Bojarski, the greatest counterfeiter of all! (Continued)

Discover the investigation that led to the arrest of our forger.

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In this second chapter we tell you how Mr. Bojarski produced his fake banknotes.

He did it in a very personal way. This is where this story gets interesting. In the first article, it was mentioned that he produced the bills in his basement. He was very clever in finding the necessary raw materials to avoid suspicion. Initially, he made the press that was used to print the counterfeit bills himself. Bojarski's counterfeit money making process was very sophisticated. He used professional printers, special inks and high quality paper to create near perfect banknotes. He had also developed techniques to circumvent banknote security measures, such as watermarks and security strips.

Bojarski had contacts all over the world to distribute his counterfeit money. He was involved in the production of several million francs in counterfeit money, making him one of the largest counterfeiters in history.

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Bojarski began his counterfeiting process by obtaining high quality paper, normally used by the Bank of France. Bojarski also used modern photocopying techniques to improve the quality of his counterfeits. Once the counterfeit banknotes were printed, Bojarski cut and pinned them to look like the real thing.

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Commissioner Emile Benhamou, despite all his years of experience, was for the first time confronted with a labyrinth case! He was faced with an enigma.

He had in his hands counterfeit 100 franc bills. He quickly realized that it was very complicated to identify the forgeries, given the great work almost to perfection of Mr. Bojarski. As these counterfeit banknotes were appearing in all corners of France and as the necessary technology must have been important, the commissioner thought that he was facing a well organized gang. How could he imagine that everything was happening in a cellar!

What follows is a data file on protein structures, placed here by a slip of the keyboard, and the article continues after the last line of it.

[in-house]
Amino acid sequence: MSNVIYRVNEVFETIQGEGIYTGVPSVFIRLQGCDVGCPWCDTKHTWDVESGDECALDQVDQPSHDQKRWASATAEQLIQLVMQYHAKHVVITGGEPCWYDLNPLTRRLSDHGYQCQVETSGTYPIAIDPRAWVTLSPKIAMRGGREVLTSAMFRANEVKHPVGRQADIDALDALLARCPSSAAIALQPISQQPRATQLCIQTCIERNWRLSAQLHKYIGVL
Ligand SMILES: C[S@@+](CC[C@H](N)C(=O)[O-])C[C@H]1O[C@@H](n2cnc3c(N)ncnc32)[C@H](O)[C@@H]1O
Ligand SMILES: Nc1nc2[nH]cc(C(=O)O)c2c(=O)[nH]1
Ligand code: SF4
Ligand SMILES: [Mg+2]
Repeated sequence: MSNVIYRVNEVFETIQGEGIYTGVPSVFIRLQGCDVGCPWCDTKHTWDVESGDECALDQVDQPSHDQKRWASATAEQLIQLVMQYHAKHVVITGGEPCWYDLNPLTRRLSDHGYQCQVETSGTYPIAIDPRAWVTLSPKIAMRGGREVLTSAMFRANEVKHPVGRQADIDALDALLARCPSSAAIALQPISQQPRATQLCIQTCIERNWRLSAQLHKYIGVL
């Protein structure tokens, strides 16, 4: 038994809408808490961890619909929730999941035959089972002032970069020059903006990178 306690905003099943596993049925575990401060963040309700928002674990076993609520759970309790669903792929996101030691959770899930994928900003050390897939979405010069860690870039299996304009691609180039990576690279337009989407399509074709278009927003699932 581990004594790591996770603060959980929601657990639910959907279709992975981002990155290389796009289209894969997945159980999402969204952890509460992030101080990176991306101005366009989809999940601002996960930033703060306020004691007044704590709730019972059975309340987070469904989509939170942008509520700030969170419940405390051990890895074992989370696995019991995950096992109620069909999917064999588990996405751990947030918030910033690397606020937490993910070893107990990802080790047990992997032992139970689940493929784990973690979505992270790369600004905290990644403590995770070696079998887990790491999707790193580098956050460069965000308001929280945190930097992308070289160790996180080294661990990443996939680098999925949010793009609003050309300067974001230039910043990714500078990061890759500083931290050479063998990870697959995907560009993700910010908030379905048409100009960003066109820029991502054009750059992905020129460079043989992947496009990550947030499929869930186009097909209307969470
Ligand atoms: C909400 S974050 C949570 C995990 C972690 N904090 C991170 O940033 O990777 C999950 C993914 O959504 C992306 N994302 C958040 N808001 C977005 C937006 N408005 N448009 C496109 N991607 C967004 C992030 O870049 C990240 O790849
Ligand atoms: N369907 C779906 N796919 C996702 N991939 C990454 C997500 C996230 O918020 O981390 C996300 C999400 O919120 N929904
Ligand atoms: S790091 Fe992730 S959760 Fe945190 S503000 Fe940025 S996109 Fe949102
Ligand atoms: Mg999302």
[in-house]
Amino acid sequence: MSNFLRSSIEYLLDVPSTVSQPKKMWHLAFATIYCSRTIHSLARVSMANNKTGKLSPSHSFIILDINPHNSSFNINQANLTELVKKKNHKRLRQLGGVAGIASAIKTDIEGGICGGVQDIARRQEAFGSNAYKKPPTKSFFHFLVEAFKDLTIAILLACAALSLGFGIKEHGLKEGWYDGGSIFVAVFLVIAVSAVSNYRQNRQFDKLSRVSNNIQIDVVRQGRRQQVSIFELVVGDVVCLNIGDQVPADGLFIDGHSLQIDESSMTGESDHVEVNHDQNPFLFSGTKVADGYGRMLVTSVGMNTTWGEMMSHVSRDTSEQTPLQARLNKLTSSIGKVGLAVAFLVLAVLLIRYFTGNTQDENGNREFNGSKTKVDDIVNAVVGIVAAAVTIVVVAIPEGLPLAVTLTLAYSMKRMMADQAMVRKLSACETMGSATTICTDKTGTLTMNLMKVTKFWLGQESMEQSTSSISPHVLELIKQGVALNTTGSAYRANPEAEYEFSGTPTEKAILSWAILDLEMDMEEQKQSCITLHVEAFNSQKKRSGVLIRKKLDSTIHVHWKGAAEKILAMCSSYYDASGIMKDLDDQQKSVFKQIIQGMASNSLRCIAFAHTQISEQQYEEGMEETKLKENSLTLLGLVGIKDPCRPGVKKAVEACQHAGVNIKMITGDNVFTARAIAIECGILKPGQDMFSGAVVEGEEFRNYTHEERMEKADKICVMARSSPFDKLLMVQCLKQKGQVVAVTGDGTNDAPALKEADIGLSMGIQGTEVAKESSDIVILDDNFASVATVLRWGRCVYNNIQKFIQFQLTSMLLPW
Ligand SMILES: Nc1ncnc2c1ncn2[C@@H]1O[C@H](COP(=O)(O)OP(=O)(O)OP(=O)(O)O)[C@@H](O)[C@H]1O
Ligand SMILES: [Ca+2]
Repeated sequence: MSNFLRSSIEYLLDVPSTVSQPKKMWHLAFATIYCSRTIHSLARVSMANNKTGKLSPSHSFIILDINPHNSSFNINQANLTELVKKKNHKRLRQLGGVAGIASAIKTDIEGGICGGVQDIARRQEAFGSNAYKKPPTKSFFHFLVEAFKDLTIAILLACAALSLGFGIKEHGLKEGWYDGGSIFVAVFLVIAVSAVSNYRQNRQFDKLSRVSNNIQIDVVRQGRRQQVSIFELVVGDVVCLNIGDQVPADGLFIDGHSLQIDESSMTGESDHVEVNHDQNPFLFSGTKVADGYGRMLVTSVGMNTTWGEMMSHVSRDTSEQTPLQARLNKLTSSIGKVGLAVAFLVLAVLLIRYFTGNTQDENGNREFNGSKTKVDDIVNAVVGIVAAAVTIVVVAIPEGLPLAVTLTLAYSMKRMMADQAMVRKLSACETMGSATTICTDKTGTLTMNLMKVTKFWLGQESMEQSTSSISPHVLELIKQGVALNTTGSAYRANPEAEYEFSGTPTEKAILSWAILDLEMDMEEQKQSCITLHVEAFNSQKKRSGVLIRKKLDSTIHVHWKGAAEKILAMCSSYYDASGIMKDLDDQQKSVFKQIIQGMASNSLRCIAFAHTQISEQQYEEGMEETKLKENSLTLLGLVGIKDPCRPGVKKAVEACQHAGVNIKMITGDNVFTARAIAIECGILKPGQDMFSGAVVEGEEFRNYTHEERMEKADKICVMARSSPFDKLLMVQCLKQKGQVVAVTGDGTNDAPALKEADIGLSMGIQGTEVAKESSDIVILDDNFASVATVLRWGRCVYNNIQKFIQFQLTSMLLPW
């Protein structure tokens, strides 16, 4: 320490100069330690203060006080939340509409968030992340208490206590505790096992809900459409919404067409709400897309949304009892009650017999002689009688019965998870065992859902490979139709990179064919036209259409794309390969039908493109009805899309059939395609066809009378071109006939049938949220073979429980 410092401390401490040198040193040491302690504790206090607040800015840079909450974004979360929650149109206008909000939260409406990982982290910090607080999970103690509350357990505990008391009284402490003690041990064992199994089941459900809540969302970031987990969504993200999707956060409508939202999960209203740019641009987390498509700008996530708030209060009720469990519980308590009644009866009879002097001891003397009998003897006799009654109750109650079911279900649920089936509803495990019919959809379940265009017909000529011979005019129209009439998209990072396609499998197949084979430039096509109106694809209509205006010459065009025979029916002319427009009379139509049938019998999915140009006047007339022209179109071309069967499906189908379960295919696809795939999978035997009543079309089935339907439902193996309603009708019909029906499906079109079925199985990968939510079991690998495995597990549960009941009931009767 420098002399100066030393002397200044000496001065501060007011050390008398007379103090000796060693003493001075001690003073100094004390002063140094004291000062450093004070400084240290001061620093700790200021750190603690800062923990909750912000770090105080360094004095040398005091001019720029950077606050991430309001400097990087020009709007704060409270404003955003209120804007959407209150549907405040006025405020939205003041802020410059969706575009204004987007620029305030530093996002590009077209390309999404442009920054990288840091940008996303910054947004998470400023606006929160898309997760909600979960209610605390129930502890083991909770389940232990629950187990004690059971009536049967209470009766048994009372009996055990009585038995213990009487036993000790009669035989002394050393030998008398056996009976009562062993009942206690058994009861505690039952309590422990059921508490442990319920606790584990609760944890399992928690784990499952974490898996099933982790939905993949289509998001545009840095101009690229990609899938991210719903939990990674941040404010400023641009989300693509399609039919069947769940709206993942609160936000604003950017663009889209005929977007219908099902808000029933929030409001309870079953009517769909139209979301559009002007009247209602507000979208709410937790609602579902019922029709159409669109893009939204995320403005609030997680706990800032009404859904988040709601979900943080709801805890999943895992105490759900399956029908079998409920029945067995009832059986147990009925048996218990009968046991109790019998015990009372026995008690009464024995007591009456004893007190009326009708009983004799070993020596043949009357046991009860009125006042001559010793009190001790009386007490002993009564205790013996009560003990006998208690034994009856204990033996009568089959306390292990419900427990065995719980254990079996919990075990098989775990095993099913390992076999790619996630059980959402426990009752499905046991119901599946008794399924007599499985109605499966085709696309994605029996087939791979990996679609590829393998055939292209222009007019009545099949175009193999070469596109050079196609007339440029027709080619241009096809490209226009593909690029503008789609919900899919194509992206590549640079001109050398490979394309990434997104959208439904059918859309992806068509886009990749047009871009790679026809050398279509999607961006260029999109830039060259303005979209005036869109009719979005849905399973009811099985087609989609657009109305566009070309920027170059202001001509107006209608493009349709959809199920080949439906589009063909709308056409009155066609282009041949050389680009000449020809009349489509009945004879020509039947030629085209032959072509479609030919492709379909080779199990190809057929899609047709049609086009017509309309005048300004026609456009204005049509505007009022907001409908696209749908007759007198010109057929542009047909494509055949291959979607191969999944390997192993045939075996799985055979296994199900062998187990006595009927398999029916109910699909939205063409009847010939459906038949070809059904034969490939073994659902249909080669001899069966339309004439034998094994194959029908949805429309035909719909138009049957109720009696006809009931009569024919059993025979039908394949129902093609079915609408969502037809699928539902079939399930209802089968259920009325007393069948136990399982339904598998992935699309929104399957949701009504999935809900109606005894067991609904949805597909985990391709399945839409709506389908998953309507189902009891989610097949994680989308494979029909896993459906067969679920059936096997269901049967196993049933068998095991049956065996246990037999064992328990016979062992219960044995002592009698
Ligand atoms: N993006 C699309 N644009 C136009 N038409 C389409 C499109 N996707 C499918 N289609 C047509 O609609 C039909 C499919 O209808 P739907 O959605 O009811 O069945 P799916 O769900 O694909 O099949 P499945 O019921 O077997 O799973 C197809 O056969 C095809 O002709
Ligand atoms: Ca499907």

It took them long hours of observation to identify the counterfeit banknotes with a magnifying glass. It was necessary to be very rigorous to be convinced that the banknote was indeed false.

Bojarski would have worked alone clandestinely. The manufacture of the paper was carried out in a kitchen mixer, he mixed sheets of cigarette paper with tracing paper. He had to invent typography machines, to print the four primary colors and the numbering thanks to a machine that he would have made himself. He also glued the paper after printing with a chemical of his own composition, aged the cuts by putting them in a drum machine and blowing in lampblack and other sienna, things previously thought impossible to do by one person.

The fall

This activity took a lot of Bojarski's time. He needed to travel all over France. He asked his brother-in-law and a friend for help. The instructions were clear, he had to keep the banknotes flowing in a reasonable and random way. It was important not to attract attention. However, his associates were not careful.

It was his brother-in-law who did not follow the instructions given. He went to the post office several times to buy treasury bills. A few days later, the fake bills were noticed. The agent who received it could identify the man who had come and could therefore make an accurate report to the Police. The investigation really started at that moment, a long and discreet surveillance started from the police department.

The brother-in-law makes the big mistake of repeating. We can say that perhaps for his great bad luck, he falls on the same employee, with the same request of purchase of the treasury bonds. This is how the employee alerts the police to proceed to the arrest of the brother-in-law.

The brother-in-law then reported Bojarski, who was arrested by the police shortly thereafter.

Investigators were stunned when they discovered Bojarski's "hideout". The real sweatshop he had built for himself was very ingenious, no one had ever seen anything like it.

Bojarski was sentenced to 8 years in prison in France for his participation in the production of counterfeit money.

His sentence was later reduced so that he could help the Bank of France recognize the counterfeit banknotes.

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